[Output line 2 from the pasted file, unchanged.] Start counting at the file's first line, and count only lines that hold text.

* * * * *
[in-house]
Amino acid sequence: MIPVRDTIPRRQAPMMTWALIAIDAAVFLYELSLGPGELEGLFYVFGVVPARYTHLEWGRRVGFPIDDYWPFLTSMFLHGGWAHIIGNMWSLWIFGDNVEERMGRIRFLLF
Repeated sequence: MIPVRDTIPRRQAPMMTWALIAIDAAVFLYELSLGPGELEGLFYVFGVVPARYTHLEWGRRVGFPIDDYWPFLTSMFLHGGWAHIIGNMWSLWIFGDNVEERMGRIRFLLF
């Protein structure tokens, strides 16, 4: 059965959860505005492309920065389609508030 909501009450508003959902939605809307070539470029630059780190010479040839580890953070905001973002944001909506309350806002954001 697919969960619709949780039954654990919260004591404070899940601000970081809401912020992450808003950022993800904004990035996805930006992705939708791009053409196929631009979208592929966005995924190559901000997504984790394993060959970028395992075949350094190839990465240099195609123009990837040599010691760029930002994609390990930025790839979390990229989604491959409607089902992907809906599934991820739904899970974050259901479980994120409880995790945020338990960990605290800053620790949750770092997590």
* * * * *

Amino acid sequence: MIPVRDTIPRRQAPMMTWALIAIDAAVFLYELSLGPGELEGLFYVFGVVPARYTHLEWGRRVGFPIDDYWPFLTSMFLHGGWAHIIGNMWSLWIFGDNVEERMGRIRFLLF